To investigate the frequency of respiratory bacterial infections in hospitalized patients, admitted with an acute exacerbation of chronic obstructive pulmonary disease (COPD), to identify the responsible pathogens by sputum culture and to assess patient characteristics in relation to sputum culture results. We prospectively evaluated clinical data and sputum culture results of 171 patients, admitted to the pulmonology department of the University Hospital Maastricht with an acute exacerbation of COPD from 1st January 1999 until 31st December 1999. Eighty-five patients (50%) had positive sputum cultures, indicating the presence of bacterial infection. Pathogens most frequently isolated were: Haemophilus influenzae (45%), Streptococcus pneumoniae (27%), and Pseudomonas aeruginosa (15%). Patients with more severely compromised lung function had a higher incidence of bacterial infections (P = 0.026). There were no significant differences in age, lung function parameters, blood gas results and length of hospital stay between patients with and without bacterial infection. There were no correlations between the type of bacteria isolated and clinical characteristics. Incidence of bacterial infection during acute exacerbations of COPD is about 50%. Patients with and without bacterial infection are not different in clinical characteristics or in outcome parameters. Patients with lower FEV1 have a higher incidence of bacterial infections, but there is no difference in the type of bacterial infection. In the future, the pathogenic role of bacterial infection in exacerbations of COPD should be further investigated, especially the role of bacterial infection in relation to local and systemic inflammation.
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              Pseudomonal infections in patients with COPD: epidemiology and management.

              COPD is a common disease with increasing prevalence. The chronic course of the disease is characterized by acute exacerbations that cause significant worsening of symptoms. Bacterial infections play a dominant role in approximately half of the episodes of acute exacerbations of COPD. The importance of pseudomonal infection in patients with acute exacerbations of COPD stems from its relatively high prevalence in specific subgroups of these patients, and particularly its unique therapeutic ramifications. The colonization rate of Pseudomonas aeruginosa in patients with COPD in a stable condition is low.A review of a large number of clinical series of unselected outpatients with acute exacerbations of COPD revealed that P. aeruginosa was isolated from the patients' sputum at an average rate of 4%. This rate increased significantly in COPD patients with advanced airflow obstruction, in whom the rate of sputum isolates of P. aeruginosa reached 8-13% of all episodes of acute exacerbations of COPD. However, the great majority of bacteria isolated in these patients were not P. aeruginosa, but the three classic bacteria Streptococcus pneumoniae, Hemophilus influenzae, and Moraxella catarrhalis. The subgroup of patients, with acute exacerbations of COPD, with the highest rate of P. aeruginosa infection, which approaches 18% of the episodes, is mechanically ventilated patients. However, even in this subgroup the great majority of bacteria isolated are the above-mentioned three classic pathogens. In light of these epidemiologic data and other important considerations, and in order to achieve optimal antibacterial coverage for the common infectious etiologies, empiric antibacterial therapy should be instituted as follows. Patients with acute exacerbations of COPD with advanced airflow obstruction (FEV(1) <50% of predicted under stable conditions) should receive once daily oral therapy with one of the newer fluoroquinolones, i.e. levofloxacin, moxifloxacin, gatifloxacin, or gemifloxacin for 5-10 days. Patients with severe acute exacerbations of COPD who are receiving mechanical ventilation should receive amikacin in addition to one of the intravenous preparations of the newer fluoroquinolones or monotherapy with cefepime, a carbapenem or piperacillin/tazobactam. In both subgroups it is recommended that sputum cultures be performed before initiation of therapy so that the results can guide further therapy.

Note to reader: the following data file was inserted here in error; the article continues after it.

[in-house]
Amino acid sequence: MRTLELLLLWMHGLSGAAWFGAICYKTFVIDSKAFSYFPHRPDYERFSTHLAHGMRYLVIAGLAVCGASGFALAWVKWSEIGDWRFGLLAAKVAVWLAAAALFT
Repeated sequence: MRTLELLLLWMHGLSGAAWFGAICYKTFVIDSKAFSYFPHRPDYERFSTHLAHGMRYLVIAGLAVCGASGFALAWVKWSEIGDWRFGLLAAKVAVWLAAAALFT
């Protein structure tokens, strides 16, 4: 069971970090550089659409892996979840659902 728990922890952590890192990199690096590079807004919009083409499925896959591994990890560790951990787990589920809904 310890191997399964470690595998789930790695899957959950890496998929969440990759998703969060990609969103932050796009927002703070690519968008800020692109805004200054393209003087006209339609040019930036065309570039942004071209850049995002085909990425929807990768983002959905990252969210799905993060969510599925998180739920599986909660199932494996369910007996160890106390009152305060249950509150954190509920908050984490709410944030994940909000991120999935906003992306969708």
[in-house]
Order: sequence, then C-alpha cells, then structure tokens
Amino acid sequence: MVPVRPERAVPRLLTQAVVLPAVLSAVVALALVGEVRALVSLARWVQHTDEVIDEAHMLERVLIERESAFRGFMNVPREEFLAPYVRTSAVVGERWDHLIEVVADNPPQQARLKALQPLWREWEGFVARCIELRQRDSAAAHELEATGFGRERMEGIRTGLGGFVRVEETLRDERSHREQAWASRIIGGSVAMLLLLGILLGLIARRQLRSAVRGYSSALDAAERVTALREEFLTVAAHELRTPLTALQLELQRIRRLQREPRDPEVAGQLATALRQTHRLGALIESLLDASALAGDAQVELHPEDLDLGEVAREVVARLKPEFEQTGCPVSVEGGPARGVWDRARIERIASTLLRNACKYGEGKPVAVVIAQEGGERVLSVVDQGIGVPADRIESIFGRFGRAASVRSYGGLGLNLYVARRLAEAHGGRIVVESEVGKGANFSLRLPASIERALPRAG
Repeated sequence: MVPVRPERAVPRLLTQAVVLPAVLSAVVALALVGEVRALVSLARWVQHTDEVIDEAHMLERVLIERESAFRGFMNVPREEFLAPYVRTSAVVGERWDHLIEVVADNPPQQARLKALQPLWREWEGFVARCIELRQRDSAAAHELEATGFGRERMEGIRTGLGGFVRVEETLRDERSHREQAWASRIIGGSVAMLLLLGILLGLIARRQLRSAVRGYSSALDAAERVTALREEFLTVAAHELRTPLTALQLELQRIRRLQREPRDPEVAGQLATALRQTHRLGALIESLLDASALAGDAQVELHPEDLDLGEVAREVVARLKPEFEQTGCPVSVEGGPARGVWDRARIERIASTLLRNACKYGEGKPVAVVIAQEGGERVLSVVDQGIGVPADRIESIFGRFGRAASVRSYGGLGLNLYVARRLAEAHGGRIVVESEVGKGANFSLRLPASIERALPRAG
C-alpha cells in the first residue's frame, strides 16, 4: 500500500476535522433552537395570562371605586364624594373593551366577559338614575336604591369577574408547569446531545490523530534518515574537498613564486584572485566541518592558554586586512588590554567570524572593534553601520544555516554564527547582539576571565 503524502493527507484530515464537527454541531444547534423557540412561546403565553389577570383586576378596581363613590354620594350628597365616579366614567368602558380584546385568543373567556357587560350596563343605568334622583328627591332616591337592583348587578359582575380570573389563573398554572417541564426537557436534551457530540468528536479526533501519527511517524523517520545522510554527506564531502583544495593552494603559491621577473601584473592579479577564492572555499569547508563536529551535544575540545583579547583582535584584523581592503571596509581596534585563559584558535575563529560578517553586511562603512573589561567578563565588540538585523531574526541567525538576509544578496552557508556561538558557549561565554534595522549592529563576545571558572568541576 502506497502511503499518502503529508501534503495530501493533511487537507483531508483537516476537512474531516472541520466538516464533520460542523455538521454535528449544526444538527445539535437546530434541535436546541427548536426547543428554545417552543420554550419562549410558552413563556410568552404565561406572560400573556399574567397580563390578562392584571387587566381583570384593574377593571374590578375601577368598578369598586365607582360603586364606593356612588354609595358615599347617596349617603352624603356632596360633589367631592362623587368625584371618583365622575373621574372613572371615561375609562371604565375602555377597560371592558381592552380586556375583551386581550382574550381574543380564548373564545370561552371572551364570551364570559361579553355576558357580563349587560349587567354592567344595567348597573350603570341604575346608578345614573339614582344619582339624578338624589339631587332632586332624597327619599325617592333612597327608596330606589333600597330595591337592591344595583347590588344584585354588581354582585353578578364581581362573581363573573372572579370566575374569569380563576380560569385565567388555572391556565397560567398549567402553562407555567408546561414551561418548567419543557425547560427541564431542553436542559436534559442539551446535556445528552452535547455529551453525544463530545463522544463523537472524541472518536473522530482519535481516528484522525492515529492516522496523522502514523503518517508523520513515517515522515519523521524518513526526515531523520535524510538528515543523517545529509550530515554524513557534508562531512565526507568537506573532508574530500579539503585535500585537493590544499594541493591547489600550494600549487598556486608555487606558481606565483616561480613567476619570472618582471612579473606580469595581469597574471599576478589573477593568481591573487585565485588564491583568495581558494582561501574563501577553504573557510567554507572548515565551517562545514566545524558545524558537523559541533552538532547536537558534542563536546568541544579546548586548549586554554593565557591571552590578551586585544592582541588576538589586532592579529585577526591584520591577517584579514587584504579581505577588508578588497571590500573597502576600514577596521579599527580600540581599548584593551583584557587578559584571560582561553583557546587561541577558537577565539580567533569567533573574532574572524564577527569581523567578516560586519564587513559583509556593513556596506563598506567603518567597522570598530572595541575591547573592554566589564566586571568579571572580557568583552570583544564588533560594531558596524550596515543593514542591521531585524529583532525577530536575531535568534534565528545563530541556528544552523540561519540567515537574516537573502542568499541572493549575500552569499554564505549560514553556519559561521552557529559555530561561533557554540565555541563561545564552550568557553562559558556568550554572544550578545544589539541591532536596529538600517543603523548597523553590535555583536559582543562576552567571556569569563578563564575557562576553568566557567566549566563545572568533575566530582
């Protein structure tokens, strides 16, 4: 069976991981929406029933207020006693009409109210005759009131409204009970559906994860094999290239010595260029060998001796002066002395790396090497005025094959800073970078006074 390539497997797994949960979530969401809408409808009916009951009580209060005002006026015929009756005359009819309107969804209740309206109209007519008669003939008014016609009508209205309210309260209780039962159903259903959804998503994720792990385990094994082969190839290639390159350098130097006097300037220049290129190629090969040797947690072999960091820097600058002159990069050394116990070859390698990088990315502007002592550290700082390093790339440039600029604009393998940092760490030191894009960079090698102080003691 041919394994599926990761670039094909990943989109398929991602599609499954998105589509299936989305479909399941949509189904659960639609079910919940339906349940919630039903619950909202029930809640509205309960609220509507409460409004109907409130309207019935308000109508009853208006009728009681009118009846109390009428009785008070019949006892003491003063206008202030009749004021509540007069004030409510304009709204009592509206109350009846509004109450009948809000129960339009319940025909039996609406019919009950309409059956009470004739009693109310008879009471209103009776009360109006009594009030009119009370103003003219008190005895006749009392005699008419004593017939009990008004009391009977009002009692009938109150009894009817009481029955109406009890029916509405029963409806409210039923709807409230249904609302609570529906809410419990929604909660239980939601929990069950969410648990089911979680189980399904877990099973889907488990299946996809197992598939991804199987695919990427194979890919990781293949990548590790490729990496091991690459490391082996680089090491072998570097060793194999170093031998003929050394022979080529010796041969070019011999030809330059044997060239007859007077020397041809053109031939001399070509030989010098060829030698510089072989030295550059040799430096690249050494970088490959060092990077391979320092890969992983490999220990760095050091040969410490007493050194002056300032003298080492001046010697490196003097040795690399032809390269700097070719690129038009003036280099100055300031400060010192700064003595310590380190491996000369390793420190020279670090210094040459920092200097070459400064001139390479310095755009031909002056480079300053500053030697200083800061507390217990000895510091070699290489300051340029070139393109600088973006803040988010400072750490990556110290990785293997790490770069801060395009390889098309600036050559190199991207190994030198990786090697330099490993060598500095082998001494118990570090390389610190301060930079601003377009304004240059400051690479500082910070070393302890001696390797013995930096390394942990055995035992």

Author and article information

                JMIR Res Protoc
                JMIR Res Protoc
                JMIR Research Protocols
                JMIR Publications (Toronto, Canada )
                May 2017
                19 May 2017
                : 6
                : 5
                : e89
                [1] 1Department of Research and Innovation Portsmouth Hospitals National Health Service Trust PortsmouthUnited Kingdom
                [2] 2Department of Respiratory Medicine Portsmouth Hospitals National Health Service Trust PortsmouthUnited Kingdom
                [3] 3School of Health Sciences and Social Work University of Portsmouth PortsmouthUnited Kingdom
                [4] 4Aseptika Ltd HuntingdonUnited Kingdom
                Author notes
                Corresponding Author: Thomas L Jones tom.jones@ 123456doctors.org.uk
                Author information
                ©Claire Roberts, Thomas L Jones, Samal Gunatilake, Will Storrar, Scott Elliott, Sharon Glaysher, Ben Green, Steven Rule, Carole Fogg, Ann Dewey, Kevin A Auton, Anoop J Chauhan. Originally published in JMIR Research Protocols (http://www.researchprotocols.org), 19.05.2017.

                This is an open-access article distributed under the terms of the Creative Commons Attribution License ( http://creativecommons.org/licenses/by/2.0/), which permits unrestricted use, distribution, and reproduction in any medium, provided the original work, first published in JMIR Research Protocols, is properly cited. The complete bibliographic information, a link to the original publication on http://www.researchprotocols.org, as well as this copyright and license information must be included.

                : 23 September 2016
                : 24 November 2016
                : 12 March 2017
                : 20 March 2017

                copd, bronchiectasis, pseudomonas, self-management